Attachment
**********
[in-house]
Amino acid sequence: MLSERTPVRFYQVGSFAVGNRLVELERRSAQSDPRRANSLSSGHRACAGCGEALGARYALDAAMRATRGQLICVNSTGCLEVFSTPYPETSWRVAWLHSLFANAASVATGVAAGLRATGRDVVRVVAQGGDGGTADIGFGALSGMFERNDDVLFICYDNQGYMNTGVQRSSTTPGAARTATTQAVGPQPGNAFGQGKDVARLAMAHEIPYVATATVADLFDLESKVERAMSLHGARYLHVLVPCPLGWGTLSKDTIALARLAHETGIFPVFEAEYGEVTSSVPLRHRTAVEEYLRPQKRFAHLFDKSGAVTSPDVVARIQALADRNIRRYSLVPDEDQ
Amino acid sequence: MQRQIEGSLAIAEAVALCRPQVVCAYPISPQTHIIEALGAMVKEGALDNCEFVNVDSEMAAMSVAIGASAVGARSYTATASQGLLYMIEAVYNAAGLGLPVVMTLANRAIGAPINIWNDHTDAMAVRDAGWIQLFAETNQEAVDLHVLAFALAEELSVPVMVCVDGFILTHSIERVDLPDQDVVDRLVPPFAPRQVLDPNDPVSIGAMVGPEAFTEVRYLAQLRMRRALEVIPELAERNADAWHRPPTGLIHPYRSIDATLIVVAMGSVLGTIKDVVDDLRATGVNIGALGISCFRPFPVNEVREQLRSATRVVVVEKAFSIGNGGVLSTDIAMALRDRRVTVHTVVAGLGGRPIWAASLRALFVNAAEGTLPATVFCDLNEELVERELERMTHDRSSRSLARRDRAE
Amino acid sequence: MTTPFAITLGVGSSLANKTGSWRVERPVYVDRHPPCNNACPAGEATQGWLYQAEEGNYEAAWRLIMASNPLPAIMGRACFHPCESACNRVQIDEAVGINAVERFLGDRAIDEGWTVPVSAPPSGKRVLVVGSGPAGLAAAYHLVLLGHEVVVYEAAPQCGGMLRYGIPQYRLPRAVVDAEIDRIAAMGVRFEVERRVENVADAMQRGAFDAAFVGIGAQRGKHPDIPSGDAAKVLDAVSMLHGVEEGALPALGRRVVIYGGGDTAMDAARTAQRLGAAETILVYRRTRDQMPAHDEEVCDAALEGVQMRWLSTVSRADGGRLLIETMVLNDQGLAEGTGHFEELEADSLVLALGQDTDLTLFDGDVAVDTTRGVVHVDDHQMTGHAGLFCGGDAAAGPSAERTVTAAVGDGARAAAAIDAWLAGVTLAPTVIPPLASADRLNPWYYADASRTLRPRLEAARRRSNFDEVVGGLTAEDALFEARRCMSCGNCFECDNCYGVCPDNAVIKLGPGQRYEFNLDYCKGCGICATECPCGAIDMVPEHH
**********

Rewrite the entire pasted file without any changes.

[in-house]
Amino acid sequence: MLSERTPVRFYQVGSFAVGNRLVELERRSAQSDPRRANSLSSGHRACAGCGEALGARYALDAAMRATRGQLICVNSTGCLEVFSTPYPETSWRVAWLHSLFANAASVATGVAAGLRATGRDVVRVVAQGGDGGTADIGFGALSGMFERNDDVLFICYDNQGYMNTGVQRSSTTPGAARTATTQAVGPQPGNAFGQGKDVARLAMAHEIPYVATATVADLFDLESKVERAMSLHGARYLHVLVPCPLGWGTLSKDTIALARLAHETGIFPVFEAEYGEVTSSVPLRHRTAVEEYLRPQKRFAHLFDKSGAVTSPDVVARIQALADRNIRRYSLVPDEDQ
Amino acid sequence: MQRQIEGSLAIAEAVALCRPQVVCAYPISPQTHIIEALGAMVKEGALDNCEFVNVDSEMAAMSVAIGASAVGARSYTATASQGLLYMIEAVYNAAGLGLPVVMTLANRAIGAPINIWNDHTDAMAVRDAGWIQLFAETNQEAVDLHVLAFALAEELSVPVMVCVDGFILTHSIERVDLPDQDVVDRLVPPFAPRQVLDPNDPVSIGAMVGPEAFTEVRYLAQLRMRRALEVIPELAERNADAWHRPPTGLIHPYRSIDATLIVVAMGSVLGTIKDVVDDLRATGVNIGALGISCFRPFPVNEVREQLRSATRVVVVEKAFSIGNGGVLSTDIAMALRDRRVTVHTVVAGLGGRPIWAASLRALFVNAAEGTLPATVFCDLNEELVERELERMTHDRSSRSLARRDRAE
Amino acid sequence: MTTPFAITLGVGSSLANKTGSWRVERPVYVDRHPPCNNACPAGEATQGWLYQAEEGNYEAAWRLIMASNPLPAIMGRACFHPCESACNRVQIDEAVGINAVERFLGDRAIDEGWTVPVSAPPSGKRVLVVGSGPAGLAAAYHLVLLGHEVVVYEAAPQCGGMLRYGIPQYRLPRAVVDAEIDRIAAMGVRFEVERRVENVADAMQRGAFDAAFVGIGAQRGKHPDIPSGDAAKVLDAVSMLHGVEEGALPALGRRVVIYGGGDTAMDAARTAQRLGAAETILVYRRTRDQMPAHDEEVCDAALEGVQMRWLSTVSRADGGRLLIETMVLNDQGLAEGTGHFEELEADSLVLALGQDTDLTLFDGDVAVDTTRGVVHVDDHQMTGHAGLFCGGDAAAGPSAERTVTAAVGDGARAAAAIDAWLAGVTLAPTVIPPLASADRLNPWYYADASRTLRPRLEAARRRSNFDEVVGGLTAEDALFEARRCMSCGNCFECDNCYGVCPDNAVIKLGPGQRYEFNLDYCKGCGICATECPCGAIDMVPEHH